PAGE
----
COVID-19 – Coronavirus Information and Updates

What is Iron Deficiency Anemia?


Iron deficiency anemia (IDA) is a frequent complication among patients that have cancer. An estimated 7% to 42% of patients have Iron Deficiency Anemia.

This condition is caused by having too little iron in the body. This may cause your body to lose the ability to produce enough healthy red blood cells to carry enough oxygen to the tissues in the body.

Complications, Symptoms and Treatments


Possible Complications

Blood Loss

Certain cancers that lead to blood loss can lead to IDA. This is because when you lose blood you also lose iron.

Anticancer Therapies

Certain anticancer therapies, such as chemotherapy, can affect your red blood cells which may contribute to iron loss.

Erythropoiesis Stimulating Agents

A medication that some patients may be prescribed to, to help them make red blood cells. However, erythropoiesis stimulating agents (ESAs) cause your body to use iron faster than normal. If you do not take extra iron you may develop IDA.


Inflammation in the body can drive up levels of hepcidin. Hepcidin is a hormone that helps regulate iron regulation. Cancer patients that experience inflammation may have trouble with iron absorption leading to IDA.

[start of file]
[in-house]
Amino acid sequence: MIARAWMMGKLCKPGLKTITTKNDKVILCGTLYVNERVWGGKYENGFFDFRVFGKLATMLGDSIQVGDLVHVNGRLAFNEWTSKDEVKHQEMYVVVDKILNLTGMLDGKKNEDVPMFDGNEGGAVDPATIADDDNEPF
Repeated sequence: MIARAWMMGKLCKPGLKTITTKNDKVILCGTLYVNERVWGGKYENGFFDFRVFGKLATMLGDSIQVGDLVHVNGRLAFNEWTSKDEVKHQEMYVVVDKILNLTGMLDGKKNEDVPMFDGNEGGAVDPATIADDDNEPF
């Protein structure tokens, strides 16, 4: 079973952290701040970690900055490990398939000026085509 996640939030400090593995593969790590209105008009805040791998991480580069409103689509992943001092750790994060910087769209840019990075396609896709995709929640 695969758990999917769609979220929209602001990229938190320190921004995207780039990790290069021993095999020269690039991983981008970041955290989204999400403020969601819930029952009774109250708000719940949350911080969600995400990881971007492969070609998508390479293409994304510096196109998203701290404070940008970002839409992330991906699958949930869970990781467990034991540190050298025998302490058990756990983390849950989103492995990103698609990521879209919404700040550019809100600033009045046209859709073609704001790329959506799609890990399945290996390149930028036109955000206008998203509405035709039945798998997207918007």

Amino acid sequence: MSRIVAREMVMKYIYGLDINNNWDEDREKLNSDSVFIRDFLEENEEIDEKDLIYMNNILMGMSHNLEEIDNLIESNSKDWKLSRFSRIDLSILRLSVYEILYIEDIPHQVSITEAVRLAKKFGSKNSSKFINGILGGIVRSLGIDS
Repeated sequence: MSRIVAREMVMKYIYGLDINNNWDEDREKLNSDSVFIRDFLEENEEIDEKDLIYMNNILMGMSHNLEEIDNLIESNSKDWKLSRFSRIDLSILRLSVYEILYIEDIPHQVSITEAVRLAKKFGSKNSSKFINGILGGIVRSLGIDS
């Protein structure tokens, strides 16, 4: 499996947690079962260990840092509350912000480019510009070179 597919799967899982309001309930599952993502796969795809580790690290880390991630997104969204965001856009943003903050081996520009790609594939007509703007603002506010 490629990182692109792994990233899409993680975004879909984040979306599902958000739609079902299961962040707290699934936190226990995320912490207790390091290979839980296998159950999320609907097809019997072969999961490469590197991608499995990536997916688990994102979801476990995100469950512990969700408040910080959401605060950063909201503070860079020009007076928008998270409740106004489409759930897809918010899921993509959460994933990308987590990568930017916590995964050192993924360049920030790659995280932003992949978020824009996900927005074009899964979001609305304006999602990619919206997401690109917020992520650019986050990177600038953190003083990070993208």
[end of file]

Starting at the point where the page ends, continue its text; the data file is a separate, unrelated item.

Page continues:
Nutrition Deficiencies

Common cancer symptoms and treatments can lead to appetite loss ultimately impacting the patient’s ability to take in food and absorb nutrients. If there is not enough iron being consumed in ones diet it can raise the risk of developing Iron Deficiency Anemia.


IDA is often undertreated and underdiagnosed because some patients may have no symptoms at first, or symptoms may appear as a result from other conditions.

Common Symptoms

  • Shortness of Breath
  • Headaches 
  • Dizziness
  • Fast Heartbeat
  • Weakness
  • Brittle Nails
  • Chest Pain
  • Ice Cravings
  • Fatigue
  • Pale Skin

Symptoms cannot be used to diagnose IDA, if you are experiencing these symptoms it is important to consult with you doctor about Iron Deficiency Anemia testing and possibly options for treatment. 


Treatment Options

Iron supplementation in the form or oral iron, or intravenous iron may be prescribed as treatment.

In serious cases blood transfusions may be required. A blood transfusion is the process of transferring blood to a patient through an IV line.

It is important to consult with your primary physician to address Iron Deficiency Anemia. The team at Hunterdon Hematology Oncology team is here to help, contact us today and request a consultation.

2100 Wescott Drive
Flemington, NJ 08822
Phone: 908-264-1670
Fax: 908-788-6412
Office Hours

Get in touch